Optimal nutrition to maximize fertility

By: Dr. Gregory Ward MBBS FRCOG

June 1, 2017

Infertility is a problem that affects at least 186 million people worldwide[1]. An estimated 15.5 percent of women in the United States experience infertility caused by different conditions, exposures and behaviors[2]. Medical advances in infertility treatment such as In-Vitro Fertilization (IVF) have increased our interest in understanding all of the factors that affect fertility.

Nutritional status has been found to play an important role in male and female fertility alongside pre-existing ovulation problems, spermatogenesis, presence of disease, age, weight and certain lifestyle choices, including smoking, alcohol, stress and lack of sleep. Couples who smoke and drink excessive amounts of alcohol significantly reduce their chances of conception[3].

Before fertilization even occurs the sperm and the egg need to exist within a healthy and well-nourished parent environment[4]. Nutritional deficiencies in pregnancy can also contribute to risk factors around miscarriage and birth defects so the emphasis on nutritional optimization is essential.

Healthy Fats

There are several dietary changes that women and men alike can make to boost their fertility.  Studies have shown that the most fertile women eat a nutritionally balanced diet free of trans-fats and sugars[5] (including high fructose drinks and alcohol), consume more vegetable protein and maintain an optimal weight[6]. Weight has been shown to be a key factor in optimizing fertility. Women who are underweight are at risk of anovulation (cessation of ovulation) and, in overweight women, fertility decreases by five percent for each unit increase in the Body Mass Index (BMI) exceeding 29.[7]  In men, Andersen et al[8] found that a higher BMI led to a decrease in sperm docosahexaenoic acid (DHA), the major polyunsaturated fatty acid (PUFA) found in spermatozoa. Conversely, they found that a higher sperm DHA was associated with a higher sperm count, increased sperm motility and normal morphology8.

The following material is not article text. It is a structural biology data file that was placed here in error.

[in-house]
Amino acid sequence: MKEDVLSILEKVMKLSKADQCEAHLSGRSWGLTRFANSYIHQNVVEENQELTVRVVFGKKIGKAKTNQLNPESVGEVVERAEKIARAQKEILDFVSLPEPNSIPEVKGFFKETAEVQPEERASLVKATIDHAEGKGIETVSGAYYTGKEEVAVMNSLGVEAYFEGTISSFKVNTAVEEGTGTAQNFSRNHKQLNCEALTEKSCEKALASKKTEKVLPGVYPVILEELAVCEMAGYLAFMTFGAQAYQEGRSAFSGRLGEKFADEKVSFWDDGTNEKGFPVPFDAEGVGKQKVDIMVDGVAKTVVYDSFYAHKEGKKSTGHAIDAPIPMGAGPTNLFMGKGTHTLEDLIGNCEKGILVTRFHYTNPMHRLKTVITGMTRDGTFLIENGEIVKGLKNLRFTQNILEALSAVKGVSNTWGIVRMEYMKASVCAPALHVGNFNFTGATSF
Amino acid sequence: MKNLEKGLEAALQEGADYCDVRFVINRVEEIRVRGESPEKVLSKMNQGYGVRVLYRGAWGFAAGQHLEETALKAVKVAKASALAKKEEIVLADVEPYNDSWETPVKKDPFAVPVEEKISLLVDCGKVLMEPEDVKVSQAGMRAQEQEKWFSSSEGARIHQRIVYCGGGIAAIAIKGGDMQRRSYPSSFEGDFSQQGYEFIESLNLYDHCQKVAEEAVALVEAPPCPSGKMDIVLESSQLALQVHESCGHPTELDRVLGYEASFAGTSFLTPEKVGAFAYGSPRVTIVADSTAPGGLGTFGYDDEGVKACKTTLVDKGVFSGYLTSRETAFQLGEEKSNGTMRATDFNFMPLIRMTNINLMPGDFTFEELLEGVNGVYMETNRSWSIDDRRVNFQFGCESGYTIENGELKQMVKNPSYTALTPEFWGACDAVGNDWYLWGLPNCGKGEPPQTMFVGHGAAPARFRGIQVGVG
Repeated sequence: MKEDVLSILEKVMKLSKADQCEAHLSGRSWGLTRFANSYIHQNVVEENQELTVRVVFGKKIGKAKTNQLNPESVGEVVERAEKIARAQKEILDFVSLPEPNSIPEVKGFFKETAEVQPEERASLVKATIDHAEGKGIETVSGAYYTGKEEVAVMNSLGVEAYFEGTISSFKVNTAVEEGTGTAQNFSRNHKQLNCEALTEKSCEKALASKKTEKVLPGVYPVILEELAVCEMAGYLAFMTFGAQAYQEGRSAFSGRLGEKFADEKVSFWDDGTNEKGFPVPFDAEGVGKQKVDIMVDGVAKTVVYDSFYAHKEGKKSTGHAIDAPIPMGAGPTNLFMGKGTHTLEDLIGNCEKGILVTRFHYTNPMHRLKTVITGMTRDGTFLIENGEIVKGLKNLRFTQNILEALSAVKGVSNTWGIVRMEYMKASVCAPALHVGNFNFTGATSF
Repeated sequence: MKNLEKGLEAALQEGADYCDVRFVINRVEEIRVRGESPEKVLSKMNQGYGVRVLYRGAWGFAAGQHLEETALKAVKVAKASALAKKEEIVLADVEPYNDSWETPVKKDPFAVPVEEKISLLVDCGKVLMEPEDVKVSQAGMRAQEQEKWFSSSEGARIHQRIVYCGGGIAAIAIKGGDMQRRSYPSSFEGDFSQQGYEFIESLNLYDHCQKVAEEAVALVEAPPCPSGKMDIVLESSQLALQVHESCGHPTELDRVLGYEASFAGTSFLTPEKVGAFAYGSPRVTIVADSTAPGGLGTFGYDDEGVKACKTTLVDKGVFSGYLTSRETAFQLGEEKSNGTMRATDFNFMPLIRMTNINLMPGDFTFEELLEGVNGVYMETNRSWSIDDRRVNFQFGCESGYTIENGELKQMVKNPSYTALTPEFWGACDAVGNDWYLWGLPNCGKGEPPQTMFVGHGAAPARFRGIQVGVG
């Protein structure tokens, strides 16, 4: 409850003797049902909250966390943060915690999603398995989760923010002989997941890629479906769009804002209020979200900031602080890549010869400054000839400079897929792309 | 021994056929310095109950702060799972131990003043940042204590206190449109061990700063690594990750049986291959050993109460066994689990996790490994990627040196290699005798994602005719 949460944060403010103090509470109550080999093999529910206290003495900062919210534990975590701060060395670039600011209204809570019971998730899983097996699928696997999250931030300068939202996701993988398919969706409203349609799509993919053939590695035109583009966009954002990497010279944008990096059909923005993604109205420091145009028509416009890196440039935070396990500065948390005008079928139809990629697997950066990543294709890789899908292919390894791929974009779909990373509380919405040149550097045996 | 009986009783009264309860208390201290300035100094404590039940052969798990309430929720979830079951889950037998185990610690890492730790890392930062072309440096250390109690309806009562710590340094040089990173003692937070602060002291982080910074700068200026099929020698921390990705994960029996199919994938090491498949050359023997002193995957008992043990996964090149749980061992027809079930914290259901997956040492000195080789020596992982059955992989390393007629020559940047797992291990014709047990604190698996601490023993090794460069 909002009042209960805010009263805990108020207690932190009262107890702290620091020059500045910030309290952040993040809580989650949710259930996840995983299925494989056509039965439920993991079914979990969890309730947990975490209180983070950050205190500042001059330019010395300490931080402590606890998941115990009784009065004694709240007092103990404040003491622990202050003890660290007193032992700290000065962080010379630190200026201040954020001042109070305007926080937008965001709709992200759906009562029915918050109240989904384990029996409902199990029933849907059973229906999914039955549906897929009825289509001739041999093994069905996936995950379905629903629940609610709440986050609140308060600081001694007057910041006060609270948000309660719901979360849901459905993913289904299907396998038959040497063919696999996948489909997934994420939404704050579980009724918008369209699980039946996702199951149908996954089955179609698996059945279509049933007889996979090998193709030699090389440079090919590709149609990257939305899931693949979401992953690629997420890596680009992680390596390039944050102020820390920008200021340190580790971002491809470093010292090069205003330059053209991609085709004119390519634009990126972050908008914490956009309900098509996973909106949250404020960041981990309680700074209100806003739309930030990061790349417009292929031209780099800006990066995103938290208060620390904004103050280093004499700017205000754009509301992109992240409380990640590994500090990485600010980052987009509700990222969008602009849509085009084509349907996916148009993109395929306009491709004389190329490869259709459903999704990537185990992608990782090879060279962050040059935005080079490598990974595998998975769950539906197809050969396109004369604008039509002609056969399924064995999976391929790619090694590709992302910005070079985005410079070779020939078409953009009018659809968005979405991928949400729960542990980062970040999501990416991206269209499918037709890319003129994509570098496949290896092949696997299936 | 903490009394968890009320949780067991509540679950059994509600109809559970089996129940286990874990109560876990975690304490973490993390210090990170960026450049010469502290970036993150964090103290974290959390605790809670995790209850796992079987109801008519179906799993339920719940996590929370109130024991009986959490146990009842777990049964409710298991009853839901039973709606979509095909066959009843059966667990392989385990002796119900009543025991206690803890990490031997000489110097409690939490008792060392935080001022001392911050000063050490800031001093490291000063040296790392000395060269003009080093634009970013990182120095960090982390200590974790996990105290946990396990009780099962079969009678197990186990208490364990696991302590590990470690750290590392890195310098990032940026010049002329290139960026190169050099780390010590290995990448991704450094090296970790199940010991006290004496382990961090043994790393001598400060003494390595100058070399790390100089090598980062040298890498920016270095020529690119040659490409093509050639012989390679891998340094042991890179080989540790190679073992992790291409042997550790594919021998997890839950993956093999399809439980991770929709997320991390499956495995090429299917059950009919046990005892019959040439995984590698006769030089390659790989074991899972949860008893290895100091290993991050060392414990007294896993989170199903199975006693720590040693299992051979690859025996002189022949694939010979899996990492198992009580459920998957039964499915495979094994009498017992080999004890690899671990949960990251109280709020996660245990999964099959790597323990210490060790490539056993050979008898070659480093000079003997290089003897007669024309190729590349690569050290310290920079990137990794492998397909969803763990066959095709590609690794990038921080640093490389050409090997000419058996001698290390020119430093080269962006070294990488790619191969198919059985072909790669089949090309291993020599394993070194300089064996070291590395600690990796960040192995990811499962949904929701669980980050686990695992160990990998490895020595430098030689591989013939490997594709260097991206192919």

Studies have shown that adopting a Mediterranean diet can improve a person’s chances of conceiving[9], enhance fetal health and reduce the risk of preterm birth[10]. Increasing evidence also shows that an increased ratio of omega-3 to omega-6 fatty acids in the diet may also improve reproductive success as well as improve general health.[11] The importance of dietary omega-3 sources in male fertility was highlighted by Esmaeli et al’s[12] study, which found that sperm DHA levels were sensitive to dietary intake of omega-3s – with improvements in all sperm parameters after four weeks of increased dietary intake.